Another kind of hope is when you have not performed any action to obtain something but have the positive feeling that what you want or need will somehow be delivered to you. This kind of hope is related to faith, the belief that some higher power, thing or person will deliver the goods.
A wish is a request made to someone, something or some higher being. There are different ways in which a wish can be expressed. In “The Book of One Thousand and One Nights” Aladdin expresses his wish to become rich and powerful to a genie that comes out of a lamp. You have learned to make a wish before blowing out the candles on your birthday cake. You also express your wishes to someone you think will provide. When you wish for something. You are requesting to obtain something with little or none of your own effort. People also express not being satisfied with a part of themselves, or situations, as wishes, such as “I wish I were smarter” or I wish I was taller” or “I wish things were different” etc.
A dream is a desire that you perceive as being so outrageous and impossible that you perceived the possibility of its fulfillment as being extremely remote. In popular language, we refer to such desires as “only in your dreams” or “not in my wildest dreams” or “this is only a dream.”
Why are Hopes, Wishes and Dreams Important?
Hopes, wishes and dreams are important because they serve as powerful guides to help you set goals. Like wants and needs, hopes, wishes and dreams are not goals but they become goals with the realization that, contrary to what was previously believed, that you can take concrete steps towards fulfilling them.
Perceived Attainability and Control
Hopes, Wishes and Dreams are Different Kinds of Wants or Needs.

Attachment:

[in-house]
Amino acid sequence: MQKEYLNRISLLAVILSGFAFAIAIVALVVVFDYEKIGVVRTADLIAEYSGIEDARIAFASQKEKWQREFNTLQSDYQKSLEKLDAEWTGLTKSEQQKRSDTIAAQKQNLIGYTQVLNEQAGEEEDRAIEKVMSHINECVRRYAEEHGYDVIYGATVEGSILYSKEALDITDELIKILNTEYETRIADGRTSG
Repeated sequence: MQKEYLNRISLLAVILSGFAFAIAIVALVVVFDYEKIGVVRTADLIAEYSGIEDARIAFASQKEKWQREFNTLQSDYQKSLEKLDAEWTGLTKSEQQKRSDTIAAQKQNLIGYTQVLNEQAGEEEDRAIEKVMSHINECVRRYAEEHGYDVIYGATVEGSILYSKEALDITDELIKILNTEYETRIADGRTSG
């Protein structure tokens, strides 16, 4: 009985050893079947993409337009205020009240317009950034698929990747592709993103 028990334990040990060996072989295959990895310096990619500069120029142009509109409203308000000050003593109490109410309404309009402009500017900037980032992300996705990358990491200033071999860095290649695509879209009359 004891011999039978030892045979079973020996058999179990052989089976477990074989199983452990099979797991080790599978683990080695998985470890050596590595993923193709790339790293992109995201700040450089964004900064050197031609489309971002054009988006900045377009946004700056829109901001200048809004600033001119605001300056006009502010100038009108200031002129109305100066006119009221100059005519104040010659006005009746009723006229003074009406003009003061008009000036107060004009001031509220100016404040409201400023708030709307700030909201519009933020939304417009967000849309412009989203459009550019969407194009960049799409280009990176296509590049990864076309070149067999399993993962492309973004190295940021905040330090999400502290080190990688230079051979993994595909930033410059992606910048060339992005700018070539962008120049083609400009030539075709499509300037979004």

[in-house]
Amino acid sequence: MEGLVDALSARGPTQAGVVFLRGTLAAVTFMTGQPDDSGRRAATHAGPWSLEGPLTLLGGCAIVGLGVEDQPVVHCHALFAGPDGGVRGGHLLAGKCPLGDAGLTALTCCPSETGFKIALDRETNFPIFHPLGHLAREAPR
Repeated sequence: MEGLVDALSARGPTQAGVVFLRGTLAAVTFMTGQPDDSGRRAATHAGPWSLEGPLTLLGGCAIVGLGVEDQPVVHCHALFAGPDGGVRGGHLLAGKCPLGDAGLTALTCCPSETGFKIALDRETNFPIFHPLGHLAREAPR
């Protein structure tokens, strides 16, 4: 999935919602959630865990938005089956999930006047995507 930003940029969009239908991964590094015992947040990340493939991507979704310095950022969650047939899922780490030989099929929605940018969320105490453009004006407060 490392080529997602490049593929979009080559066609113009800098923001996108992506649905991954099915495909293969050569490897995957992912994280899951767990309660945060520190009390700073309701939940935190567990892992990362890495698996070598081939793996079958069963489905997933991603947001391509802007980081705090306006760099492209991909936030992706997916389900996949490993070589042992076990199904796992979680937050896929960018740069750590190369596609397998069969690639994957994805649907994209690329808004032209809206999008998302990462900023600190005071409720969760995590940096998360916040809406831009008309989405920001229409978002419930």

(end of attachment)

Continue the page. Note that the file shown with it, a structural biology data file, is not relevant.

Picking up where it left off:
They differ from wants and needs in their levels of perceived attainability of some coveted object and perceived control over obtaining it by one’s own efforts.
Perceived attainability and control over obtaining something by one’s own efforts is relative to the individual. For example, what is a simple want to one person is a dream for another. Your simple want of steak is a dream to a poor starving person. What you perceive as being “only a dream today” can become attainable and under your control of achieving in the future. Things only hoped for can become perfectly under your control of obtaining in the future, and what is presently only something you can only wish for could become something that you could obtain by your own effort in the future.
You Can Turn Hopes, Wishes and Dreams Into Goals
Hopes, wishes and dreams become goals if you make the conscious decision to plan the necessary steps to move towards them. This has extremely important implications. It means that wishes, hopes and dreams become goals by changing your perception about how your own efforts can put them within your reach.
I am not saying that anything is possible. That is foolishness. At 44, my dream of winning the 100-meter dash at the next Olympics will remain a dream. It is nice to dream about but I don’t think I am exaggerating in viewing this possibility as extremely remote. Sometimes we exaggerate the extent to which something is “only a dream.” Therefore, before giving up on a dream you must be certain that this is really about something that is unattainable and out of your control of obtaining.
Stephane Gaskin PhD
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Category: Goal Setting